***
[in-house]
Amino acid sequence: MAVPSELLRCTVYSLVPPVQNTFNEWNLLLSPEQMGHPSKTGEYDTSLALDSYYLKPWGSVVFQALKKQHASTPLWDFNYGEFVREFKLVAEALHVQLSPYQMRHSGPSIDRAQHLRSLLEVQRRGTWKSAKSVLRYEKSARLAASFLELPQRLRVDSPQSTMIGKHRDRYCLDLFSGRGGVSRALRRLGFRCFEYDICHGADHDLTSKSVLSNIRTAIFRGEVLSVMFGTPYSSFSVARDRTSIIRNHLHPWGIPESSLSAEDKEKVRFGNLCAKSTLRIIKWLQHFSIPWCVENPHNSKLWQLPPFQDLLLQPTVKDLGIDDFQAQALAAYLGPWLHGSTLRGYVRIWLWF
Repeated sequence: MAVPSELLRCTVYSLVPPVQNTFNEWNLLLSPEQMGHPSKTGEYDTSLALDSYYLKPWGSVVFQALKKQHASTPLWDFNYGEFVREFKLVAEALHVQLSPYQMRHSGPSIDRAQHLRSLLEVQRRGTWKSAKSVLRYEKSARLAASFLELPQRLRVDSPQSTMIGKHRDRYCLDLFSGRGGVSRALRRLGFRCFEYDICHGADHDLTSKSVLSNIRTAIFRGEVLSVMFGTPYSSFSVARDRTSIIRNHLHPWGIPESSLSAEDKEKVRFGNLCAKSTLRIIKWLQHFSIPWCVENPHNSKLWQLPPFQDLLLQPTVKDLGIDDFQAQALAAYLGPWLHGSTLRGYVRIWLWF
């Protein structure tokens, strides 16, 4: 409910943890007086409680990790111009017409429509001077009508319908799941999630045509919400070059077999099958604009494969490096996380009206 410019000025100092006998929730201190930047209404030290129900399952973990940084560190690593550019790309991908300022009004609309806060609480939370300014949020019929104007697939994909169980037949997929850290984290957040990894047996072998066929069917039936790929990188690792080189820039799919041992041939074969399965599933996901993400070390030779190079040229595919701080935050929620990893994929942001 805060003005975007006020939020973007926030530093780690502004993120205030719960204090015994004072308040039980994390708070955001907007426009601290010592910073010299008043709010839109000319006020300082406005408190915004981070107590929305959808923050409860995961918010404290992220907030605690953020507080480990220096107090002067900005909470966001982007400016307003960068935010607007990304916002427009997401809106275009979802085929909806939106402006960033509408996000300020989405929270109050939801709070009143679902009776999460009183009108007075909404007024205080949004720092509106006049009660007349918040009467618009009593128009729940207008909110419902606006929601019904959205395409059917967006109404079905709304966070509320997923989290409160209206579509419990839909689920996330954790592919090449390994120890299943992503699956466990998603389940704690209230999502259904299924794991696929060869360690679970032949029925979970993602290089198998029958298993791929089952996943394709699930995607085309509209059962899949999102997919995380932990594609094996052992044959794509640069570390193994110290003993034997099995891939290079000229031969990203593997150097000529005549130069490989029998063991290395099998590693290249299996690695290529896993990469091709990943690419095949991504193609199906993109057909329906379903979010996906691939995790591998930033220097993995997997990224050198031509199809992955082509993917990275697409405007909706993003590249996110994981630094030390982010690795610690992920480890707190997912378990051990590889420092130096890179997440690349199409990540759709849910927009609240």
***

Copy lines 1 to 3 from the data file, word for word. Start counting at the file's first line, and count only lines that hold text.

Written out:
[in-house]
Amino acid sequence: MAVPSELLRCTVYSLVPPVQNTFNEWNLLLSPEQMGHPSKTGEYDTSLALDSYYLKPWGSVVFQALKKQHASTPLWDFNYGEFVREFKLVAEALHVQLSPYQMRHSGPSIDRAQHLRSLLEVQRRGTWKSAKSVLRYEKSARLAASFLELPQRLRVDSPQSTMIGKHRDRYCLDLFSGRGGVSRALRRLGFRCFEYDICHGADHDLTSKSVLSNIRTAIFRGEVLSVMFGTPYSSFSVARDRTSIIRNHLHPWGIPESSLSAEDKEKVRFGNLCAKSTLRIIKWLQHFSIPWCVENPHNSKLWQLPPFQDLLLQPTVKDLGIDDFQAQALAAYLGPWLHGSTLRGYVRIWLWF
Repeated sequence: MAVPSELLRCTVYSLVPPVQNTFNEWNLLLSPEQMGHPSKTGEYDTSLALDSYYLKPWGSVVFQALKKQHASTPLWDFNYGEFVREFKLVAEALHVQLSPYQMRHSGPSIDRAQHLRSLLEVQRRGTWKSAKSVLRYEKSARLAASFLELPQRLRVDSPQSTMIGKHRDRYCLDLFSGRGGVSRALRRLGFRCFEYDICHGADHDLTSKSVLSNIRTAIFRGEVLSVMFGTPYSSFSVARDRTSIIRNHLHPWGIPESSLSAEDKEKVRFGNLCAKSTLRIIKWLQHFSIPWCVENPHNSKLWQLPPFQDLLLQPTVKDLGIDDFQAQALAAYLGPWLHGSTLRGYVRIWLWF